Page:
Worst still is the practice of some surgeons scaring patients into an expensive procedure. At least 15 per cent of stents implanted reportedly are not needed. With more than one lakh stents used in 2014-15, according to the data released by the Cardiology Society of India, experts say it is necessary to decide if a patient requires a stent or by-pass surgery. As per a senior cardiologist in Gandhi Hospital, “Twenty per cent of our patients have been advised stent implants or bypass procedures though they require only medication.”
( May 4, 2016, http://www.deccanchronicle.com)
Cardiac stents manufactured mostly by multinational companies are supplied directly to hospitals often sans an MRP that makes it easy for hospitals and doctors to make a huge profit. In the absence of standardized regulations, misuse or overuse of stents goes un-noticed by the patients. With 80 per cent of the market for stents is shared by multinational companies such as Abbott, Medtronics, Meril Lifesciences and Boston Scientific, India’s coronary stents market was reportedly valued at $481 million in 2015, and was expected to reach $531 million by 2016-end.
Dealers for several multinational companies are known to offer hefty amounts as incentives to doctors and hospitals for every stent used. The margin between the import price and the final price paid by patients is huge enough to accommodate the cost of these large 'incentives'.
The Union Health Ministry on July 19 had included stents in the National List of Essential Medicines (NLEM) after the Delhi High Court demanded action on a public interest petition filed by advocate Birender Sangwan, a consumer activist who sought price control on stents. The petitioner alleged that the government and the National Pharmaceutical Pricing Authority (NPPA) are being “insensitive and irresponsible” towards the people by not taking any step to fix the price of the medical device which is allegedly being sold at high price in the country.
According to Mr Sangwan, ‘w ithout an MRP, patients are charged anywhere between 300-700 percent of the price at which the hospital would have bought it. It had also claimed that people in all age groups in the country suffer from heart ailments, requiring use of stents and not all of them can afford this treatment. However, the government based its decision on a sub-committee report that recommended putting all types of stents including the latest biodegradable stents onto the list. This was found wanting by Confederation of Indian Industry (CII) Medical Technology Division.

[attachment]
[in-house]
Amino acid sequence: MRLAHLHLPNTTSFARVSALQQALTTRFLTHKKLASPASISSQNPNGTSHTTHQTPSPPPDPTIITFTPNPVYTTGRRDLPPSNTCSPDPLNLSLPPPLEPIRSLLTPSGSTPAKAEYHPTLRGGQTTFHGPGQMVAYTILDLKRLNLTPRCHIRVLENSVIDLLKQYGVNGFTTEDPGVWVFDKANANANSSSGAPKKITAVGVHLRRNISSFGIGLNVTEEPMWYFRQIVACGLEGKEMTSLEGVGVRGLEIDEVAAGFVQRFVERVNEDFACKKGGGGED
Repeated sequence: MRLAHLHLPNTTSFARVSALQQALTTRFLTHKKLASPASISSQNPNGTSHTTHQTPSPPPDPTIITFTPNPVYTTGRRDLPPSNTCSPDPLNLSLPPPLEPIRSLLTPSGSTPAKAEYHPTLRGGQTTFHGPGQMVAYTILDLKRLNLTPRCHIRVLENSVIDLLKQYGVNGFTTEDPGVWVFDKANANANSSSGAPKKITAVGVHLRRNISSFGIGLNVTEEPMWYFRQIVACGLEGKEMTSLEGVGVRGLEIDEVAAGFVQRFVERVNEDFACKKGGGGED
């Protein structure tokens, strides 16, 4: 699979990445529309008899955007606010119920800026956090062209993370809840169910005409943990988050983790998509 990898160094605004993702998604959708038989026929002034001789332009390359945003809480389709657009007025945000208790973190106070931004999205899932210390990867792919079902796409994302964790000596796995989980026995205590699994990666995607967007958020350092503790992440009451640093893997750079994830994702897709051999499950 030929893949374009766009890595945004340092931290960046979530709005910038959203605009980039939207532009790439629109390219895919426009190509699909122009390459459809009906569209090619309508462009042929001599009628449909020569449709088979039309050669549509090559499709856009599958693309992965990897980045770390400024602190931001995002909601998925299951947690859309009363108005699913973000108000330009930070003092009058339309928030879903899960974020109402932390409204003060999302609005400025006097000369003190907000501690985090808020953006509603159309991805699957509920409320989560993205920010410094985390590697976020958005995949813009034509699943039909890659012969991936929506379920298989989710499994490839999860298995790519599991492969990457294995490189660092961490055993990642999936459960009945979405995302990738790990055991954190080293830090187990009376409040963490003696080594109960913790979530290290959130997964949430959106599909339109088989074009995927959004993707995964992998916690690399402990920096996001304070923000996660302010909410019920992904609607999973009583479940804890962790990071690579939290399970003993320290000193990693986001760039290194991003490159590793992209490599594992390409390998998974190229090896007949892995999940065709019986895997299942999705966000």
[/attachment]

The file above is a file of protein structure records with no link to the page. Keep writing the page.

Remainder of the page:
On December 22, the Delhi High Court asked the Centre to fix the maximum retail and ceiling price of coronary stents by March 1, 2017. The order, passed by a division bench of Chief Justice G Rohini and Justice Sangita Dhingra Sehgal, came a day after coronary stent was notified by the department of pharmaceuticals (DoP) as a Schedule-I drug under the Drug Price Control Order (DPCO) 2013, making it eligible for price control. This means that the National Pharmaceutical Pricing Authority (NPPA) can now start the process of fixing ceiling prices for a variety of stents. (http://www.hindustantimes.com, December 23, 2016).
Since stents used in India are mostly sold by multinational corporations at a huge price, the order of the court is expected to bring relief to poor patients burdened by the soaring cost of stents. India urgently needs an effective legislation for medical devices in place a la other countries like Sri Lanka. In the largest democracy of the world there should be a national body similar to the National Institute for Health and Care Excellence (NIHCE) of Britain to evolve and issue guidelines on optimal use of high-tech devices in diagnosis and treatment. Ultimately governments and courts apart, it’s the small inner voice of individual conscience that should stem the rot. Ethics and morality should guide every action of a medical care giver. For that to happen, ethical practice should be made compulsory all through the training period of a medical student. Medical professors should be role models whose research and teaching should be based on ethical parameters.(Published on 02nd January 2017, Volume XXIX, Issue 1)#